It was a lazy Saturday afternoon when I first spotted a light-orange colored biscuit pack on my iPad screen while I was browsing a recipe site looking for the right cake recipe for my husband’s birthday. I found the box of biscuits interesting, so I read some product reviews online. Then I thought, “Perhaps next time I’m at the store, I’d buy a pack.”
But over the next few days, I forgot about it. A couple of weeks later, I was in the store doing my regular grocery shopping. Nothing exciting about that! But then, as I stood in front of the crowded biscuit shelf to buy a pack or two, I spotted the same, interesting, orange biscuit pack, and it caught my attention.
I picked it up and looked at it carefully. I read what it said. I turned it around and looked at the content. I had to buy some biscuits anyway. “Should I buy this one?” I thought. I picked up a couple of other packs from the shelf and very quickly compared the available options. The orange one I had picked up before did indeed appear appealing to me. So, I put it in my shopping cart.
The lucky orange biscuit pack came home with me and found its place on a shelf right next to my jar of homemade cookies, a pack of crisps and a box of crackers. Every day, I’d look at the orange pack. Sometimes it’d win my desire to consume an orange biscuit, sometimes it’d lose to the other options I had there—my homemade cookies or crisps. Over time, the orange pack built a relationship with me.
As I interacted with it, our relationship grew stronger. It was very easy to store. It had a clever mechanism that allowed me to open and close it, while keeping the biscuits inside fresh. So I rather liked this purchase of mine and my experience made me think I should write a positive product (and pack) review for it.
My experience with the orange pack of biscuits is typical of how shoppers interact with product packs. Packs catch the shopper’s attention at the “Zeroth moment of truth”—when the shopper is in front of a screen. They then catch the shopper’s attention in front of the shelf—that’s the “first moment of truth”—where most purchase decisions are made.
A person’s very first interactions with a pack, whether in an ad or on shelf, are handled by System 1 processes. In System 1, the brain is on autopilot and the items that will get priority for processing (or catch attention) will be emotionally relevant (emotionally meaningful or familiar), or visually salient (have strong visual pop-out). This occurs primarily nonconsciously, as these automatic brain systems guide your eyes (and sometimes even your hands) toward the pack for further, more conscious and rational, processing.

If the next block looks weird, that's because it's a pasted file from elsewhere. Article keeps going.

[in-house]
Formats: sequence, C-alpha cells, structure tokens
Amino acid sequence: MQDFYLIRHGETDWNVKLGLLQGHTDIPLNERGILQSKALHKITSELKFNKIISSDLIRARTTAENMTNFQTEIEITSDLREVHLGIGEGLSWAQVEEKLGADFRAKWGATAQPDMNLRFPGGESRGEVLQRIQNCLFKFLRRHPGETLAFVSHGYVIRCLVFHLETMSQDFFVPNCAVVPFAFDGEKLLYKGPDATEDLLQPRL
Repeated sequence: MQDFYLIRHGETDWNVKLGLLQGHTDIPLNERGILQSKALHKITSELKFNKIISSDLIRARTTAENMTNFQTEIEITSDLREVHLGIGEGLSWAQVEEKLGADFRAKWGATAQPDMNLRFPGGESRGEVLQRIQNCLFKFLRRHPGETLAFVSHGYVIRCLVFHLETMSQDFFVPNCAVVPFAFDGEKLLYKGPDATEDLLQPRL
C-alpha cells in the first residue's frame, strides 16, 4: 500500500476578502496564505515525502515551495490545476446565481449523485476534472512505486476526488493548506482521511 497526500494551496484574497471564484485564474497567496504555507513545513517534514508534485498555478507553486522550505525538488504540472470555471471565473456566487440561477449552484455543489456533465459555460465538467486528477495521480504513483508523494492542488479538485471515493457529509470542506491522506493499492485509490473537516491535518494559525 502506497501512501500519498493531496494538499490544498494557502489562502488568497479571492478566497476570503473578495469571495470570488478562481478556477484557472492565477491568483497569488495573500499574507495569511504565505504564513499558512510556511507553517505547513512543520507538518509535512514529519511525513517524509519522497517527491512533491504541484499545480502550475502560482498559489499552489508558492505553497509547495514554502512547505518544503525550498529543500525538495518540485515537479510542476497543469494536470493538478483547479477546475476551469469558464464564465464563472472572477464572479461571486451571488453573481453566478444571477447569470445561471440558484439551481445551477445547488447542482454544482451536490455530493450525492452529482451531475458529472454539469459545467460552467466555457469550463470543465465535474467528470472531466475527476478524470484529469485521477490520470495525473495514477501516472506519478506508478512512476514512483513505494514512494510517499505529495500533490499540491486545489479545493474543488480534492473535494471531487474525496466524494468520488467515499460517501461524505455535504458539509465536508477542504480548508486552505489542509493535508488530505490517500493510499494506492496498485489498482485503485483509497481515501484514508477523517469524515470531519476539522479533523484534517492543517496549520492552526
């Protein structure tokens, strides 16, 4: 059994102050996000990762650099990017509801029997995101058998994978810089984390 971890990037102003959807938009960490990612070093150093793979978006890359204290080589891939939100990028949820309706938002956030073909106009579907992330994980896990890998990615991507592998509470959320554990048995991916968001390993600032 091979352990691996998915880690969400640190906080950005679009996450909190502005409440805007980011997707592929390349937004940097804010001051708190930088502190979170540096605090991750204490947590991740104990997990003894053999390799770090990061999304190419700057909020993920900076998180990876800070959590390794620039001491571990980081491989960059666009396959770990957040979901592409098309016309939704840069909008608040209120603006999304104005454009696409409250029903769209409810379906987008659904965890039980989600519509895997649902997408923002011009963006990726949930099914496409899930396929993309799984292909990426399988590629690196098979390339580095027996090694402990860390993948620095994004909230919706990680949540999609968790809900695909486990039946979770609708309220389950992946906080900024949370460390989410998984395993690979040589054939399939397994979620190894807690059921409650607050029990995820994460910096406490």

Once you’ve been drawn to the pack, you’d rarely make an abrupt decision of purchasing it. You’d first pick the pack up, read what’s written on it, pick up another one for comparison, maybe pick up a third one (and perhaps a fourth one), and then decide which one to buy. Here, your cognitive ability—your System 2 decision-making self has been triggered. During System 2 processing, you’re thinking consciously and making your decision to buy (or not to buy) the pack.
The pack then travels home with you and finds a place on a shelf. As you interact with it, you’re at the “second moment of truth”—building a relationship with the pack. This could be positive or negative, depending on whether the pack continues to appeal to you. This is a function of both your systems (System 1 and 2) acting together. Does the pack provide you with a positive experience (utility, open-close-store etc.)? Are you able to emotionally connect with the pack?
A pack’s journey with a shopper, and the relationship it builds with him or her, involves both the conscious and nonconscious systems in the shopper’s brain. Each shopper may use both System 1 and System 2 processes when deciding to buy a pack or not—how much of each system is used depends on their past experience with the pack and product. Therefore, appealing to both systems is critical to making your pack a success with the shopper.
So, when you make your pack design decisions, it’s important to evaluate your options with consumers along the two dimensions of Systems 1 and 2. They key here is to be able to understand in a holistic manner, how consumers make their purchase decisions, using both systems. Evaluate your pack for stand-out, emotional engagement and memory activation using System 1 testing approaches. And use System 2 testing approaches for purchase preference, understandability, usability and overall likes/dislikes.
Ultimately, the pack that’s lucky enough to draw a consumer’s positive interest at the zeroth, first and second moment of truth—and inspire him or her to write that five-star product review—will be the one that wins on both these systems of evaluation.